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AUTHOR | Safiya Sinclair


Safiya Sinclair’s How to Say Babylon has already been a book club pick for Today, as well as Read with Jenna, and was one of six finalists for the Kirkus Prize for non-fiction. Sinclair also authored Cannibal, winner of the Whiting Writers’ Award, the American Academy of Art and Letters’ Metcalf Award in Literature, the OCM Bocas Prize for Caribbean Poetry, and the Prairie Schooner Book Prize in Poetry. Cannibal was selected as one of the American Library Association’s Notable Books of the Year, was a finalist for the PEN Center USA Literary Award and the Seamus Heaney First Book Award in the UK, and was long-listed for the PEN Open Book Award and the Dylan Thomas Prize.

Sinclair’s other honors include a Pushcart Prize, fellowships from the Poetry Foundation, the Civitella Raineiri Foundation, the Elizabeth George Foundation, MacDowell, Yaddo, the Bread Loaf Writers’ Conference, and the Fine Arts Work Center in Provincetown. Her work has appeared in the New Yorker, Granta, The Nation, Poetry, Kenyon Review, and elsewhere. She moved to the United States to attend college in 2006, first earning her BA degree from Bennington College. She went on to obtain an MFA in Poetry from the University of Virginia, followed by a Ph.D in Literature and Creative Writing from the University of Southern California. She is currently an Associate Professor of Creative Writing at Arizona State University.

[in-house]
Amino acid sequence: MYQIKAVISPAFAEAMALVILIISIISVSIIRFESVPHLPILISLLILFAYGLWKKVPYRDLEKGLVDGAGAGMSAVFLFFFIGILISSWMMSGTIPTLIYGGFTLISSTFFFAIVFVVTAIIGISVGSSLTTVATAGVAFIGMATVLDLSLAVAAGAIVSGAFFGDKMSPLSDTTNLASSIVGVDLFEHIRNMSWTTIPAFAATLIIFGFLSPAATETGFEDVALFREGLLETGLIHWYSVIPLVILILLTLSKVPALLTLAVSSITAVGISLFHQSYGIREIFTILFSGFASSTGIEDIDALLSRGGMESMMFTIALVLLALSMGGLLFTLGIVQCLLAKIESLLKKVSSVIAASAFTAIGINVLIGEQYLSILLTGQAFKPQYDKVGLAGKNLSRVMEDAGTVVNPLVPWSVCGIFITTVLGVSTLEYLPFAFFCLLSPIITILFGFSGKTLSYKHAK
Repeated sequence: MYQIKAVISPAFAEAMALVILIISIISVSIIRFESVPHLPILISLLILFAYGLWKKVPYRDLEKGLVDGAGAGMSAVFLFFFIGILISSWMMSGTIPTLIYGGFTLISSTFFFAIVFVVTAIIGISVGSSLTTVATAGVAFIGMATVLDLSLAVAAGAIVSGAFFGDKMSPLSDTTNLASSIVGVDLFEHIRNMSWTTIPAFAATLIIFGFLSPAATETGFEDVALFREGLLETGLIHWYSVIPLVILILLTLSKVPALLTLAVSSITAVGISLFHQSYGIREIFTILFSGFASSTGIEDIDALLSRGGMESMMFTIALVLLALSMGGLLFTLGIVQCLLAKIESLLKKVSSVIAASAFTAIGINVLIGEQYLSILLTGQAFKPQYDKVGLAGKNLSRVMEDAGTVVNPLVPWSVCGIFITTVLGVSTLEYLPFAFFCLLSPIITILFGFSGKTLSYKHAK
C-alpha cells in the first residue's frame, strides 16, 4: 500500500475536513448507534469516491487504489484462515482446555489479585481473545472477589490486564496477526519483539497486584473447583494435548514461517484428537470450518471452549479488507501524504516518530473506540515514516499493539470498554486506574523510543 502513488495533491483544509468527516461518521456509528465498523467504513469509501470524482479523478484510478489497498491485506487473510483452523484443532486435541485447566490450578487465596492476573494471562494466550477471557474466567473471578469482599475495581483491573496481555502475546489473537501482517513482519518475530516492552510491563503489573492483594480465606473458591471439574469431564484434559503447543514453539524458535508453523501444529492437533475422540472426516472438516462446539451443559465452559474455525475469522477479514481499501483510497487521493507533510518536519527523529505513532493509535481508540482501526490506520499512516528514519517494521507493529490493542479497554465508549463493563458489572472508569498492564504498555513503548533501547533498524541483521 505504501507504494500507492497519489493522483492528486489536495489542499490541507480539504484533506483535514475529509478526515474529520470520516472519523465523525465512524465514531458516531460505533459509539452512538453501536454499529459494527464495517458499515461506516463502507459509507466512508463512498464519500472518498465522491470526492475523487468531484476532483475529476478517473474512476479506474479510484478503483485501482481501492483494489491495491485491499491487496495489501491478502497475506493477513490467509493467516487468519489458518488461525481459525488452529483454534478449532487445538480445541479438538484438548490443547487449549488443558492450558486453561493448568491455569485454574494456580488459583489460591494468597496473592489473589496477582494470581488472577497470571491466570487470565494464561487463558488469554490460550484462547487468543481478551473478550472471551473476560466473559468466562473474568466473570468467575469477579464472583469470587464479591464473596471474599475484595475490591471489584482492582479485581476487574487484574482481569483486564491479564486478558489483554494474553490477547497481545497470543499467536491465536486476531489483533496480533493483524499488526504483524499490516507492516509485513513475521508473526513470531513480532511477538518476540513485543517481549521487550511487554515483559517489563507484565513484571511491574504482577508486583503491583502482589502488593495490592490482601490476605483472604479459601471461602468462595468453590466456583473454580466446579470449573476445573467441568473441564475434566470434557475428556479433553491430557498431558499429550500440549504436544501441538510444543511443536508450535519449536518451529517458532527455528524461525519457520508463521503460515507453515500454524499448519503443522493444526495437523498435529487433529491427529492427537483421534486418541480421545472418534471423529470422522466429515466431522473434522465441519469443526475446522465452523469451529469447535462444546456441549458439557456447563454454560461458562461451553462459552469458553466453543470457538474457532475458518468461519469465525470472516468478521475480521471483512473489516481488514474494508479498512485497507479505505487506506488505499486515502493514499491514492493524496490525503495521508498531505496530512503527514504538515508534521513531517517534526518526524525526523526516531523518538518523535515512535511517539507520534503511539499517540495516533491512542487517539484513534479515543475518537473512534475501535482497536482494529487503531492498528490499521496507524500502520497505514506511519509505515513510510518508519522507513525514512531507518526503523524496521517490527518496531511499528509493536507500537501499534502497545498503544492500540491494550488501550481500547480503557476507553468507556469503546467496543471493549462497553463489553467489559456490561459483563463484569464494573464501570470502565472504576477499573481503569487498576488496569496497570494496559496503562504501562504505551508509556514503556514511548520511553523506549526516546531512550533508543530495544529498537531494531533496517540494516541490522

Watch "Safiya Sinclair | How to Say Babylon: A Memoir"


How to Say Babylon: A Memoir by Safiya Sinclair

How to Say Babylon | Book by Safiya Sinclair | Official Publisher Page |  Simon & Schuster

An evocative memoir (10 years in the writing) by a debut non-fiction author that covers so many life dimensions, doing so in poetic prose (Sinclair is already a published, award-winning poet). Filled with colorful imagery that is at times beautiful and inspiring, but at other times brutal and gut-wrenching, her life-story is poignant, piercing and touching. Growing up in a Rastafarian household in Jamaica, Sinclair’s life-experiences included the Rastafari religion’s toxic patriarchy, domestic abuse (both emotional and physical), class prejudice, and poverty. While seeped in the folkloric and natural imagery of Jamaica, Sinclair’s narrative also takes inspiration from wide-ranging literary sources, including Greek mythology, Sylvia Plath, the Bible, Hebrew folklore, and Toni Morrison.

Sinclair’s mother was her savior. By giving her the gift of books and a love of reading and writing, poetry became Sinclair’s salve against chaos. With the help of scholarships, she attended a prestigious Jamaican private school to study poetry and eventually left for college in America, the proverbial “Babylon” of the title, and the main target of her father’s rage. But even after leaving Jamaica, Sinclair continued to be haunted by her father.

Nevertheless, and despite her harrowing upbringing in Jamaica, Sinclair didn’t just persevere and survive; she thrived and excelled. Her life-story is a tour-de-force that is both inspirational and awe-inspiring. There is something for everyone in this book, a memoir that is embedded with hope, imagination and resilience.

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